Right now I’d want to know a few things.
Are all rods fully inserted? What is the water level in the reactor? It’s normally about 12 feet above the top of the fuel. What injection systems are available? What is the reactor pressure? What is the status of containment?
Based on limited information, this is what I think might happen:
Earthquake hits, high vibration on the main turbine automatically trips the turbine by rapidly closing stop valves. Reactor automatically shuts down (scrams) all rods go in. Earthquake disrupts off site power to the plant and back up diesel generators should have started, maybe they did not. Main sources of water to the reactor are not available. If there is no pipe break off of the reactor, the pressure will slowly increase. After about an hour, a relief valve(1 of about 10) will open at about 1100 psig and drop pressure to about 1080. The steam is sent to a pool of water called a suppression pool in the containment that condenses the steam. This valve will cycle open and close every 5-10 minutes. Operators would use a small steam driven turbine (RCIC) to supply water at high pressure to the reactor under these circumstances for several hours. You can sit like this a long time, hot and at 1000 psig it’s no big deal as long as water covers the fuel in the reactor pressure vessel. If that turbine is not available, there is a larger steam driven turbine (HPCI) that supplies more water meant to provide make up if there was a pipe break.
If neither of these systems is available, the relief valve will continue to cycle and reactor water level will slowly drop. At some point before the water level lowers to the point of uncovering the fuel, all the relief valves would be open (ADS) and pressure would be reduced to below 300 psig to allow the low pressure but high flow systems (CS & LPCI) to restore water level and cooling. These pumps however, need electricity, like from the diesel generators, to run. If things get this far but there is no injection, in US plants there are things like diesel fire pumps that can be tied in to provide alternate sources of water. I’m not sure if they are set up to do this in Japan. Without cooling, eventually the fuel temperature will exceed 2200 deg F and the clad will melt. Fission products that are highly radioactive will get dispersed into the reactor vessel. If there is a pipe break or relief valve open, those fission fragments get dispersed through containment.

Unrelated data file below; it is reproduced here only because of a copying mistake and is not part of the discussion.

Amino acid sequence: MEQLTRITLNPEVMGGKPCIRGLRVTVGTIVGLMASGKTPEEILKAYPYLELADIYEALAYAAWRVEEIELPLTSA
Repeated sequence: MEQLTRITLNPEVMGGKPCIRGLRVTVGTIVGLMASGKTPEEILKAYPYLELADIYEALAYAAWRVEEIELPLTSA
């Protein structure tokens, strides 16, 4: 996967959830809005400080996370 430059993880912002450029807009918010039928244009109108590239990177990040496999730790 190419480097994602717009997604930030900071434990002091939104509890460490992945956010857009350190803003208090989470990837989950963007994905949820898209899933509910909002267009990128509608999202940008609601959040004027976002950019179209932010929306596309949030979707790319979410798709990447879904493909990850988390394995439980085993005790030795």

The USNRC has some technical info on this link for those of you that wish to know more.
Photo by Qurren.
No discussions yet. Start a discussion below.
Get Published - Build a Following
The Energy Central Power Industry Network is based on one core idea - power industry professionals helping each other and advancing the industry by sharing and learning from each other.
If you have an experience or insight to share or have learned something from a conference or seminar, your peers and colleagues on Energy Central want to hear about it. It's also easy to share a link to an article you've liked or an industry resource that you think would be helpful.